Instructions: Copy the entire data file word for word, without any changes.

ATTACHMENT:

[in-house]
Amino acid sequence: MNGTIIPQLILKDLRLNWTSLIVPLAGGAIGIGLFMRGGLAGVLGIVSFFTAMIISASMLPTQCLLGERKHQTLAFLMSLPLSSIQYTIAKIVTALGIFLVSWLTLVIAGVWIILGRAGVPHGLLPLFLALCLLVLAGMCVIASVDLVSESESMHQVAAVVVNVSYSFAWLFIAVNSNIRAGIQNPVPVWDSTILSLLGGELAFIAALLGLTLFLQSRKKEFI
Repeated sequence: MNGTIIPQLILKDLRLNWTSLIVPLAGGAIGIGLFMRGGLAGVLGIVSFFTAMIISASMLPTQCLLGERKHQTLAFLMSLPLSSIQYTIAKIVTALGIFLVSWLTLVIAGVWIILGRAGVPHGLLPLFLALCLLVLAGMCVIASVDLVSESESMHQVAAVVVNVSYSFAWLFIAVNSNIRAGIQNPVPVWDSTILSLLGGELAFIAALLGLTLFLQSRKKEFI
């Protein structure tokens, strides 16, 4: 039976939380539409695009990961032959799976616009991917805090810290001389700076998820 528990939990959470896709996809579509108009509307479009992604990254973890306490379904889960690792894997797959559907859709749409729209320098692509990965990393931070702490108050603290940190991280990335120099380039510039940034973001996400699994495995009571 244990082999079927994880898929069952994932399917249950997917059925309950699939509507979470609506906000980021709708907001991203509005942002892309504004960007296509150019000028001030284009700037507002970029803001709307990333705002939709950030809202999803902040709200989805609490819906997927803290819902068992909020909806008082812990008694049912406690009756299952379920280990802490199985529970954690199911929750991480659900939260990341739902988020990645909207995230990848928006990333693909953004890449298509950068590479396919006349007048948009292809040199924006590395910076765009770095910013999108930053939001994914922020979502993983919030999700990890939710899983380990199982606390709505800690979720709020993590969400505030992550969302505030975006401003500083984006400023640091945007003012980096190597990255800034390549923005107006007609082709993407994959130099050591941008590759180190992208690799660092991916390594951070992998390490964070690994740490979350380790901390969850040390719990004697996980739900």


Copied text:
[in-house]
Amino acid sequence: MNGTIIPQLILKDLRLNWTSLIVPLAGGAIGIGLFMRGGLAGVLGIVSFFTAMIISASMLPTQCLLGERKHQTLAFLMSLPLSSIQYTIAKIVTALGIFLVSWLTLVIAGVWIILGRAGVPHGLLPLFLALCLLVLAGMCVIASVDLVSESESMHQVAAVVVNVSYSFAWLFIAVNSNIRAGIQNPVPVWDSTILSLLGGELAFIAALLGLTLFLQSRKKEFI
Repeated sequence: MNGTIIPQLILKDLRLNWTSLIVPLAGGAIGIGLFMRGGLAGVLGIVSFFTAMIISASMLPTQCLLGERKHQTLAFLMSLPLSSIQYTIAKIVTALGIFLVSWLTLVIAGVWIILGRAGVPHGLLPLFLALCLLVLAGMCVIASVDLVSESESMHQVAAVVVNVSYSFAWLFIAVNSNIRAGIQNPVPVWDSTILSLLGGELAFIAALLGLTLFLQSRKKEFI
């Protein structure tokens, strides 16, 4: 039976939380539409695009990961032959799976616009991917805090810290001389700076998820 528990939990959470896709996809579509108009509307479009992604990254973890306490379904889960690792894997797959559907859709749409729209320098692509990965990393931070702490108050603290940190991280990335120099380039510039940034973001996400699994495995009571 244990082999079927994880898929069952994932399917249950997917059925309950699939509507979470609506906000980021709708907001991203509005942002892309504004960007296509150019000028001030284009700037507002970029803001709307990333705002939709950030809202999803902040709200989805609490819906997927803290819902068992909020909806008082812990008694049912406690009756299952379920280990802490199985529970954690199911929750991480659900939260990341739902988020990645909207995230990848928006990333693909953004890449298509950068590479396919006349007048948009292809040199924006590395910076765009770095910013999108930053939001994914922020979502993983919030999700990890939710899983380990199982606390709505800690979720709020993590969400505030992550969302505030975006401003500083984006400023640091945007003012980096190597990255800034390549923005107006007609082709993407994959130099050591941008590759180190992208690799660092991916390594951070992998390490964070690994740490979350380790901390969850040390719990004697996980739900």